Real Estate News

Spa Trend Still Hot In The Desert

Grotto1_th(DESERT HOT SPRINGS, CA) - A month-long, just-completed, multi-million-dollar rehab of Two Bunch Palms, near Palm Springs and Los Angeles, indicates that the spa business, which has thrived throughout the country during the past few years, is still hot in the desert, where it began.

We're talking destination spas--the kind to enjoy for more than a day, although day spas are also right up there in terms of popularity with the stressed out, "I need a massage" crowd.

At Two Bunch Palms, a legendary hideaway of Chicago mobster Al "Scarface" Capone during the late 1930s, mineral water was the thing. It still is. Two Bunch Palms is the largest and most well known spa in the Coachella Valley. It has its own ample filtered therapeutic water supply and mud baths from an on-premises artesian well that has been in use as a spa since the 1920s.

Officially discovered by the U.S. Camel Corps in 1907, the steaming pools at Two Bunch Palms look like natural rock grottos. They are manmade, but nearby, in the largest palm tree at the resort, a real-life Great White Owl sits, by local Indian custom, as protector of the land and its environment.

palapa-th.jpgTwo Bunch Palms was sold for $20 million in 2005 to San Luis Obispo-based developer John King and his King Ventures, according to public records. King had some big plans for the spa but decided to take care of some basic refurbishment plans first. King Ventures owns several spas and boutique hotels in central and northern California.

Room 7_th.jpgKing built a yoga dome and a nail salon, replaced old, shag carpet with travertine floors, stripped the dark, stained wallpaper, installed new TVs in all of the guest rooms and  got rid of "mattresses with springs that were popping out of the beds," general manager Mark Eads said. The resort had 40 guest units when King bought it. He added a dozen.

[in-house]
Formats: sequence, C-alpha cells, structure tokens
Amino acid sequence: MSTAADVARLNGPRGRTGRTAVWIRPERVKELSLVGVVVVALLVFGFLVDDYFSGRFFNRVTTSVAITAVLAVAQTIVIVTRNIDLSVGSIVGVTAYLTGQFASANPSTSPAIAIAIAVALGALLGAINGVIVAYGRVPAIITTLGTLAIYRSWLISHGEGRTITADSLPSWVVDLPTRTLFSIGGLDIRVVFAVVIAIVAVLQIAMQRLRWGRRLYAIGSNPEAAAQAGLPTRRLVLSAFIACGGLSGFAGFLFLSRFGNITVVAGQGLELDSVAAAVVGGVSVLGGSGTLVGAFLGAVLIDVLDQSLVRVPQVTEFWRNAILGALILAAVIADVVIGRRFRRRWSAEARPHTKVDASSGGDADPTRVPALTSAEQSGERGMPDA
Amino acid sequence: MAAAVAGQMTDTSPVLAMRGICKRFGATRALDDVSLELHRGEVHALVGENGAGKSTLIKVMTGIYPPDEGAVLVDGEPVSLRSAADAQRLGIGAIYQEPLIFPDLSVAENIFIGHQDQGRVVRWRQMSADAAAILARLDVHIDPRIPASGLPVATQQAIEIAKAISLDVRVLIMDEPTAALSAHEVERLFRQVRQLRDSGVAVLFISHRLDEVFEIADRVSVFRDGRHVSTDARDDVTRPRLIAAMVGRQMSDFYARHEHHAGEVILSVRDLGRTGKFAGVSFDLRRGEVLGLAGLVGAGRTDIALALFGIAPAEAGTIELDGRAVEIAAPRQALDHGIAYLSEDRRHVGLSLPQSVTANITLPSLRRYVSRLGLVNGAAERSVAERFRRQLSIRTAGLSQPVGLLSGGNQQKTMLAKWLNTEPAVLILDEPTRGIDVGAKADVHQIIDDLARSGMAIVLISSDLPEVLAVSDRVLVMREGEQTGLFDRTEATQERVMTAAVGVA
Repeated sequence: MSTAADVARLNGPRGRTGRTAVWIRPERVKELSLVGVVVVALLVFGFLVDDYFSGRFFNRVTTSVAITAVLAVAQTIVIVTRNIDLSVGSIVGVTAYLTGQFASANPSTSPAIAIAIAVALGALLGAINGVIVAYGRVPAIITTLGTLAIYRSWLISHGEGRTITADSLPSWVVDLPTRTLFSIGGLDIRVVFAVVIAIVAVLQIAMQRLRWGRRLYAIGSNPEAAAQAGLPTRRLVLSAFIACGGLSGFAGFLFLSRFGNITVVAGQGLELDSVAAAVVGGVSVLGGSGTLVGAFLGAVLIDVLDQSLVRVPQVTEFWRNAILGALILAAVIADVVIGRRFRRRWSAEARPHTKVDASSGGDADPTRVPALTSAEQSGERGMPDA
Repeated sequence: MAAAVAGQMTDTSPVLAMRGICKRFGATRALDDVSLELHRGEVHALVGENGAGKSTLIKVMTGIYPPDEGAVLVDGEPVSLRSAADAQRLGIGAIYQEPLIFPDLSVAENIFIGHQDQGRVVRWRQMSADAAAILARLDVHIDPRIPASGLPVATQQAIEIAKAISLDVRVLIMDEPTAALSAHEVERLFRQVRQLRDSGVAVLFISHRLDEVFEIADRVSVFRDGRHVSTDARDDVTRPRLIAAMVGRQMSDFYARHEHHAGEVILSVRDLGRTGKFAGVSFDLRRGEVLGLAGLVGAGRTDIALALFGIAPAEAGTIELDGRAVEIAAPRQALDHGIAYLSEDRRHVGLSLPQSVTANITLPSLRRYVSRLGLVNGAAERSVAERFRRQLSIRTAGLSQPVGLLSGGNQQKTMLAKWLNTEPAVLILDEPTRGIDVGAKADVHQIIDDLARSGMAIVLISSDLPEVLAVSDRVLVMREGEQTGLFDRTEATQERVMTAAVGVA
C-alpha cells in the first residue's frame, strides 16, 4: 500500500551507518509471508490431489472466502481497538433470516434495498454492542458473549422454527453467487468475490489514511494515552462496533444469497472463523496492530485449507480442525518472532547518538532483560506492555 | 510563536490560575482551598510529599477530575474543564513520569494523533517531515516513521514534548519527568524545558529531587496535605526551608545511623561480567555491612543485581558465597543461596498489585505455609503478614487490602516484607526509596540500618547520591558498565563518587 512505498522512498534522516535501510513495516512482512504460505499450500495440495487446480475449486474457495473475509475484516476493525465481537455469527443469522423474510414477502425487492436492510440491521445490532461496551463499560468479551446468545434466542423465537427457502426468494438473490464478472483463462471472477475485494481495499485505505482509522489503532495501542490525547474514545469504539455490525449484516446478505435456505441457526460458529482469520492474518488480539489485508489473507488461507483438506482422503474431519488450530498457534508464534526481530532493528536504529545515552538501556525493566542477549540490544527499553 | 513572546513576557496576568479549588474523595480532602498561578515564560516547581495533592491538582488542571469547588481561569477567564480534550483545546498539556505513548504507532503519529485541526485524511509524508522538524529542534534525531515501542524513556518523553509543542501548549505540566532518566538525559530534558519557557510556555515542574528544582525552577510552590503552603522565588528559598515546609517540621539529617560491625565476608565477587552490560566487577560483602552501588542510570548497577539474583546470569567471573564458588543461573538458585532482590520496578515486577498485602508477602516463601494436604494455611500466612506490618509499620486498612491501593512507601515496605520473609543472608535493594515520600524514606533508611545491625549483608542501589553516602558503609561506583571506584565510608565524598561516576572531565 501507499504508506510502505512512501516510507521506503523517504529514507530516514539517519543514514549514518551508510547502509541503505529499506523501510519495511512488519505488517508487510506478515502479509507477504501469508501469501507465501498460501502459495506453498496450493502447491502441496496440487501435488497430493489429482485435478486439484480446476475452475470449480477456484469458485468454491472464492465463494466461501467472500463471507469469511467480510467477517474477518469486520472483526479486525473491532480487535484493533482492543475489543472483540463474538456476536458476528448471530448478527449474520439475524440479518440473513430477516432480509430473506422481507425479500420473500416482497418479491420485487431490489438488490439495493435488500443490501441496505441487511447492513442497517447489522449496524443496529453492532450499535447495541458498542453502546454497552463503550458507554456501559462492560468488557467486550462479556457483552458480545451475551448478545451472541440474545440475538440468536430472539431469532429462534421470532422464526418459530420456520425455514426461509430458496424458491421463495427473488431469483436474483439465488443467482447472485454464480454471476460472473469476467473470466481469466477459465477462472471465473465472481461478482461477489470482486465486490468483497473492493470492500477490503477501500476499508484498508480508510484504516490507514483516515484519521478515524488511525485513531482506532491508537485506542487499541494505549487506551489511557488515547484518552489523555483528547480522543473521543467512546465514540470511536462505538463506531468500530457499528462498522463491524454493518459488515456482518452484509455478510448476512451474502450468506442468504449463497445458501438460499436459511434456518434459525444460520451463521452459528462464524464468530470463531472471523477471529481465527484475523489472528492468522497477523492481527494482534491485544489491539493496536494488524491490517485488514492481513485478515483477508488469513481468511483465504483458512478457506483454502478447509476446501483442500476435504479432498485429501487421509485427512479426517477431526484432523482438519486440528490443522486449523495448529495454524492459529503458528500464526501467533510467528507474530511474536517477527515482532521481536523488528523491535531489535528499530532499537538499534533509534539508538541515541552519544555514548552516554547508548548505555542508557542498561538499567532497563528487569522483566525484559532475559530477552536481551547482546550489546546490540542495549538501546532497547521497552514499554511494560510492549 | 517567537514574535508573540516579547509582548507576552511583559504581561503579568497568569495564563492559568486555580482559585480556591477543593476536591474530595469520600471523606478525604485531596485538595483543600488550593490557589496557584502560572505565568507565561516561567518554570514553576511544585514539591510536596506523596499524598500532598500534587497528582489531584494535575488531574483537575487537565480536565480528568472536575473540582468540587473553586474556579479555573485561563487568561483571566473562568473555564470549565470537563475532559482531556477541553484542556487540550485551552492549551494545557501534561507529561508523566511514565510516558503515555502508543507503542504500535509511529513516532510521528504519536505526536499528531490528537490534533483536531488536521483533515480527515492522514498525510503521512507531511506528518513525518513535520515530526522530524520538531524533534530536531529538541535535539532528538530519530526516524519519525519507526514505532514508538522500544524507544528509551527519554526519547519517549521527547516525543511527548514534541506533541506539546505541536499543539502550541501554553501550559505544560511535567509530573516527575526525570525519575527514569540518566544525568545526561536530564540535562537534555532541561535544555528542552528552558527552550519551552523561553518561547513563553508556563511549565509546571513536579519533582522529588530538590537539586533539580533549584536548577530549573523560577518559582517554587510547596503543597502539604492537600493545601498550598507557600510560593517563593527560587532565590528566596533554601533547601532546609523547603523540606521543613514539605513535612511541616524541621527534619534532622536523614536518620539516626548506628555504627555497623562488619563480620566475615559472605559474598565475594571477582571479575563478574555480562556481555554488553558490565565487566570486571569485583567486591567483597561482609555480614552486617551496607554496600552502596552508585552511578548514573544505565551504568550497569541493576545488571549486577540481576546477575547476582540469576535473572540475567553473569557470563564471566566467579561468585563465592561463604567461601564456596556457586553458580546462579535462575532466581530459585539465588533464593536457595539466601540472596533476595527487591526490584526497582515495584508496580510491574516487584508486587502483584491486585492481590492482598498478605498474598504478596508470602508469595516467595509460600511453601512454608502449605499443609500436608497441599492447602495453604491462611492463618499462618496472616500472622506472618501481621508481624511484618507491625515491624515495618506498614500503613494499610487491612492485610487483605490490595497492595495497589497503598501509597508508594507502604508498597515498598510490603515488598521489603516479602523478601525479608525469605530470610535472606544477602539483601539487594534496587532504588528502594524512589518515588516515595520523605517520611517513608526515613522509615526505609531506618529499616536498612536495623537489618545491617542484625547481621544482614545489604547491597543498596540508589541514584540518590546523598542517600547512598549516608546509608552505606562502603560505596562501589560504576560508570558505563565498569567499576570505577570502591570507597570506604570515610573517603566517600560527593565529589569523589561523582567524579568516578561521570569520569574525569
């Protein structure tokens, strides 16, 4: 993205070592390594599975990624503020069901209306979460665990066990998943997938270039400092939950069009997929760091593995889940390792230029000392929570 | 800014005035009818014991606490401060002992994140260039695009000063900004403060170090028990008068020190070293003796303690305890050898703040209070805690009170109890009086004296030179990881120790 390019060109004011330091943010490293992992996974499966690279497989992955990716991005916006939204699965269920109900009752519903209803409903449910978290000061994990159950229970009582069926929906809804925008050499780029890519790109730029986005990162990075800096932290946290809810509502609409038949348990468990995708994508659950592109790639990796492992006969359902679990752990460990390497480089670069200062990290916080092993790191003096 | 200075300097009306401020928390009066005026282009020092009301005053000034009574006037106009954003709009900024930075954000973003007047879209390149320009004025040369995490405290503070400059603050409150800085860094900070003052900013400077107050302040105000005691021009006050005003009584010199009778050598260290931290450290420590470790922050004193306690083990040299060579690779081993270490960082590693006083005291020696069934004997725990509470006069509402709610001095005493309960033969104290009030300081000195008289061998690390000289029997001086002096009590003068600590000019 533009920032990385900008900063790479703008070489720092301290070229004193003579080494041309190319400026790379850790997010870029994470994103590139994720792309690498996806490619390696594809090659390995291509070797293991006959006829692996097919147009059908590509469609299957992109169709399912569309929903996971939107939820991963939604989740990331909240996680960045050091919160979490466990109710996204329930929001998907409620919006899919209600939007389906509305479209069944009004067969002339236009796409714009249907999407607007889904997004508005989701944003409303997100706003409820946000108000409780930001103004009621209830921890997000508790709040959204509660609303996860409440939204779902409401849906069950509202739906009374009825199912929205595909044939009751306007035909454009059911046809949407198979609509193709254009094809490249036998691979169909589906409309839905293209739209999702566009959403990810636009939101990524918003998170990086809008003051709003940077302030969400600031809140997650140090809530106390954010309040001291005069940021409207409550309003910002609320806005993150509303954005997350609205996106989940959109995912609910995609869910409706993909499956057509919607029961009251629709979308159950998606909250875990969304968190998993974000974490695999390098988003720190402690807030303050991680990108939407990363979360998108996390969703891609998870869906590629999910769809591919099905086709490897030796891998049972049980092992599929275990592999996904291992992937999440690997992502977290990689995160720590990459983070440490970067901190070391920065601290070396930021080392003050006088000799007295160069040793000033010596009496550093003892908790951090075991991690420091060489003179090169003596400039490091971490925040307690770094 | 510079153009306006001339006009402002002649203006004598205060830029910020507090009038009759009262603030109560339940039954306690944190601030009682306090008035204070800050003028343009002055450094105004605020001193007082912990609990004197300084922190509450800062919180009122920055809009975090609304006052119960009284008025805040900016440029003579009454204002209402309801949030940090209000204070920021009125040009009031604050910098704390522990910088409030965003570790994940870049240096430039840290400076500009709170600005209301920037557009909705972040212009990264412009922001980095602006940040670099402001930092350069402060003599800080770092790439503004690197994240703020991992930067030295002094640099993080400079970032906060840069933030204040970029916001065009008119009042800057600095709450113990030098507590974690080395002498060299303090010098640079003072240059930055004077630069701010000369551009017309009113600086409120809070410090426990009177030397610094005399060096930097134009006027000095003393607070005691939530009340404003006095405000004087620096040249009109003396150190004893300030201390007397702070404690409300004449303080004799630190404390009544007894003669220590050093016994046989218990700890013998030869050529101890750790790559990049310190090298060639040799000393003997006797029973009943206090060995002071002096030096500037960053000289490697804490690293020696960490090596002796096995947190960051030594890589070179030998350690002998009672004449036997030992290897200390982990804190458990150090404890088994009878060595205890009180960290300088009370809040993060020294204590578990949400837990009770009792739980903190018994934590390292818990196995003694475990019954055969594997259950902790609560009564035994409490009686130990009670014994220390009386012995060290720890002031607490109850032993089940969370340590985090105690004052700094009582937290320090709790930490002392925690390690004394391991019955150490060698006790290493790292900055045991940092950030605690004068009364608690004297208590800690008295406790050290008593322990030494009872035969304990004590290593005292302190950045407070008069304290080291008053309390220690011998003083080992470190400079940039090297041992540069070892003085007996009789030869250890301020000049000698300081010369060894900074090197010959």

There are two regulation doubles tennis courts with night lights and a dining room with a chef, described by Eads as "trying to bring new dishes to the table." The restored casino became the dining room. The gambling hall was previously a brothel, Eads said.

During the '30s, ornate bungalows of solid rock with stained glass windows, medieval style interiors with planked oak floors and a massive rock fireplace were built alongside the stone walkways. The resort was on about 200 acres when King purchased it.

Accommodations range from suites to a private hilltop home with views of the entire Coachella Valley. Room rates range from $150 to $575 a night, but they aren't easily available. "Eighty per cent of our guests have been coming here for 5 to 40 years," Eads said.

King plans to build a health and wealth center, which may be constructed over some of the tunnels built by earlier owners. "You can drive all the way to the highway--about 10 miles--through them,"Eads said.

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